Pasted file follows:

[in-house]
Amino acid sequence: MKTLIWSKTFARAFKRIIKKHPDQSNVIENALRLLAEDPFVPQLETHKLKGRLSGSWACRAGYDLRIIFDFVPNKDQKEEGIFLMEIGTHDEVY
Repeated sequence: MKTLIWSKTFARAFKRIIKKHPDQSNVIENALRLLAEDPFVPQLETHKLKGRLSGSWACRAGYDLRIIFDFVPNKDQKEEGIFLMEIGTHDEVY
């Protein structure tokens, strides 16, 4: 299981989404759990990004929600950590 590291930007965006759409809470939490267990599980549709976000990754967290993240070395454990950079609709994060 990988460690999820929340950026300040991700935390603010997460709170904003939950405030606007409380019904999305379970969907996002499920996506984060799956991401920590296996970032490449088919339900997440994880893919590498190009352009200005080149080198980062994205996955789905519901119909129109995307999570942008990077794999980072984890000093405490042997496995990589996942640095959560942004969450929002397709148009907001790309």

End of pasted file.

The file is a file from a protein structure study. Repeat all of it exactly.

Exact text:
[in-house]
Amino acid sequence: MKTLIWSKTFARAFKRIIKKHPDQSNVIENALRLLAEDPFVPQLETHKLKGRLSGSWACRAGYDLRIIFDFVPNKDQKEEGIFLMEIGTHDEVY
Repeated sequence: MKTLIWSKTFARAFKRIIKKHPDQSNVIENALRLLAEDPFVPQLETHKLKGRLSGSWACRAGYDLRIIFDFVPNKDQKEEGIFLMEIGTHDEVY
């Protein structure tokens, strides 16, 4: 299981989404759990990004929600950590 590291930007965006759409809470939490267990599980549709976000990754967290993240070395454990950079609709994060 990988460690999820929340950026300040991700935390603010997460709170904003939950405030606007409380019904999305379970969907996002499920996506984060799956991401920590296996970032490449088919339900997440994880893919590498190009352009200005080149080198980062994205996955789905519901119909129109995307999570942008990077794999980072984890000093405490042997496995990589996942640095959560942004969450929002397709148009907001790309």